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Article updated: 1/15/2014 5:45 PM

Dist. 214 mourns death of longtime social worker

Marilyn Medina-Perez, 43, died of cancer Wednesday morning after being diagnosed the same day she gave birth to twin sons in June. She was a social worker in Northwest Suburban High School District 214 for 19 years.

Marilyn Medina-Perez, 43, died of cancer Wednesday morning after being diagnosed the same day she gave birth to twin sons in June. She was a social worker in Northwest Suburban High School District 214 for 19 years.

 

courtesy of Medina-Perez Go Forward fundraising si

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Northwest Suburban High School District 214 is mourning the loss of longtime social worker Marilyn Medina-Perez, who died Wednesday morning after a six-month battle with cancer.

Colleagues said Medina-Perez, 43, was loved by many in the district.

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"(Medina-Perez) was someone who positively impacted everyone she touched," said Tom Scotese, assistant principal of student services at Wheeling High School. "I feel truly blessed that 'Mari' was a part of my life. Through her interactions, she made her students and colleagues aspire to be better people."

Medina-Perez had been with the district for 19 years and worked as a social worker at Wheeling High School before moving to the Vanguard School in recent years. She was named the Illinois School Social Worker of the Year in 2010, and received her doctorate from the Institute for Clinical Social Work in 2012.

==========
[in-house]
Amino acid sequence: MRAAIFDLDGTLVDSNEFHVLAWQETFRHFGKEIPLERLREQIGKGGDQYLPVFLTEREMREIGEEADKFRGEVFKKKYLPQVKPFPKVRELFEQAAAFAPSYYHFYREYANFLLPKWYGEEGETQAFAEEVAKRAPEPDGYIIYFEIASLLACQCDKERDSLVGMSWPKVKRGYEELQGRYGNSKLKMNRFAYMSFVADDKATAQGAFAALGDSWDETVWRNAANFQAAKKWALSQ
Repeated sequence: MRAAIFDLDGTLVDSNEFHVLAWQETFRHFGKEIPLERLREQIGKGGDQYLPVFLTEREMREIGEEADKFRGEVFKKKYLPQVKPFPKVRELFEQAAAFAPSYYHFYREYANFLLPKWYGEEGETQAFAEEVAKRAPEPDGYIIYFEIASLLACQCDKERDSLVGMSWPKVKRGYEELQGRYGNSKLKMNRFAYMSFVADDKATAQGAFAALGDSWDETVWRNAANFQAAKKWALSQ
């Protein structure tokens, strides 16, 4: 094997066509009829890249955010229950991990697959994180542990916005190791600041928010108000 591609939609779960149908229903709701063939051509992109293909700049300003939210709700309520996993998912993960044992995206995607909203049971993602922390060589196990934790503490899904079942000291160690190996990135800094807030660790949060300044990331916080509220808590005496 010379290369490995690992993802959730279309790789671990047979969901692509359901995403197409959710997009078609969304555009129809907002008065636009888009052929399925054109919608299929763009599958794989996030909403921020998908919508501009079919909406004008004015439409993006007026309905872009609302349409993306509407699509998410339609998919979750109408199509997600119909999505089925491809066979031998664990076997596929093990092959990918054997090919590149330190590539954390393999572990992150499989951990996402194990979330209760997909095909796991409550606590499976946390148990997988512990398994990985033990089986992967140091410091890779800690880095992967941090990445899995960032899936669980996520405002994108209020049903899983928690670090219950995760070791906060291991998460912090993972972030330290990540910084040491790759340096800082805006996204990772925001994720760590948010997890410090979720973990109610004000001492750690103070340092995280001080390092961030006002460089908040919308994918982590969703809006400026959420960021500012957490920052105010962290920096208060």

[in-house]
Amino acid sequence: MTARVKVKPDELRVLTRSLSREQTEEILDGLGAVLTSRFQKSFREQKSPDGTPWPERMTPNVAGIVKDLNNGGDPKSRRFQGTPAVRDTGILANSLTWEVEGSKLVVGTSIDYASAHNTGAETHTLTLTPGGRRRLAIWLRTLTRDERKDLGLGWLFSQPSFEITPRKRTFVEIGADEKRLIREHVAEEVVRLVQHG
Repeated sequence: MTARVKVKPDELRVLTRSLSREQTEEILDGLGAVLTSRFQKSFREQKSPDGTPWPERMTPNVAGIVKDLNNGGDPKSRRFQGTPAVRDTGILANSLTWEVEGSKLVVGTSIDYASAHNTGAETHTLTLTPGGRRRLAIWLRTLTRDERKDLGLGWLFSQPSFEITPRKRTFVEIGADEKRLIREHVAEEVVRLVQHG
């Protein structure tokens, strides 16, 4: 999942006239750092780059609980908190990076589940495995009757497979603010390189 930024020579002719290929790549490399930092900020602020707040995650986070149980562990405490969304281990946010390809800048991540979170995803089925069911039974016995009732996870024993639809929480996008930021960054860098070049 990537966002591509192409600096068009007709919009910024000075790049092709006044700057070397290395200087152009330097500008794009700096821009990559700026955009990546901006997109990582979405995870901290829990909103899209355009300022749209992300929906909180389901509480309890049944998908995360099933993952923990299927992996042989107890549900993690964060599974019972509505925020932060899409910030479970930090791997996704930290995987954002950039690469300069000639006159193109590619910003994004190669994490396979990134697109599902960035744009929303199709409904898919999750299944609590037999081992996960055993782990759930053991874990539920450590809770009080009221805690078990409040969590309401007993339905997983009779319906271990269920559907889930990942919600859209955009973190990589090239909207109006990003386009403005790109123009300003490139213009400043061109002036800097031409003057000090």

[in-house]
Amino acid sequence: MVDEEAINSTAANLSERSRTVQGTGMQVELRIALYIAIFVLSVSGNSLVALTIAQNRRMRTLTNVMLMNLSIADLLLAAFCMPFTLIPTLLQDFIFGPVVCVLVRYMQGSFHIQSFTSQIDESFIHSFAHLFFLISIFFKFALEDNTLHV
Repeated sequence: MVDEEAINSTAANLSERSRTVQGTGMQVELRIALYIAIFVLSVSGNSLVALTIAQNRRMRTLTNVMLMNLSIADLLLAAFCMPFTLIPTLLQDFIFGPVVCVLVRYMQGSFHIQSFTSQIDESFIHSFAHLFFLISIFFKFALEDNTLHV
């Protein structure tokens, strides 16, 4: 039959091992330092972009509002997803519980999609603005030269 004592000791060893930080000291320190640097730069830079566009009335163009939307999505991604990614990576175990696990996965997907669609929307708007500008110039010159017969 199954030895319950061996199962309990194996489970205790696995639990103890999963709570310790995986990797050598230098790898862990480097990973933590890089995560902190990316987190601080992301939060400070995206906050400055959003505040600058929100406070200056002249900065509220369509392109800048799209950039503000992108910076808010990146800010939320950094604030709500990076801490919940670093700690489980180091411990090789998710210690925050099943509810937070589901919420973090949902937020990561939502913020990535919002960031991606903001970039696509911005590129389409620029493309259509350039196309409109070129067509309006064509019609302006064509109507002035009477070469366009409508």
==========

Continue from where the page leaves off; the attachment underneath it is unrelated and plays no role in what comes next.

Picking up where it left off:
According to a Give Forward fundraising website started by Medina-Perez's family, she was diagnosed with squamous cell carcinoma in late June on the same day she gave birth to twin sons. She underwent several surgeries and chemotherapy treatments, but an update on the site over the weekend said she was not doing well.

Scotese called Medina-Perez an inspiration. When she first told him of her cancer diagnosis, she promised to "fight with everything she had."

"She led by example and was always thinking of others. I can honestly say that she was one of the most genuine and kind people I have ever met in my life," he said. "She was passionate about her work, her family and friends."

Other colleagues remembered how Medina-Perez dedicated her life to helping people around her.

"Marilyn gave so much to so many -- helping students get through school, helping staff members through personal turbulence, and helping us all become better, more understanding individuals," said Andrea Mugler, school psychologist at Wheeling High School. "Working in student services, we are in the business of helping others. Her title was school social worker, but she was so much more. (She) was a mentor -- my mentor -- and she will be deeply missed."

Information on funeral services was not yet available.

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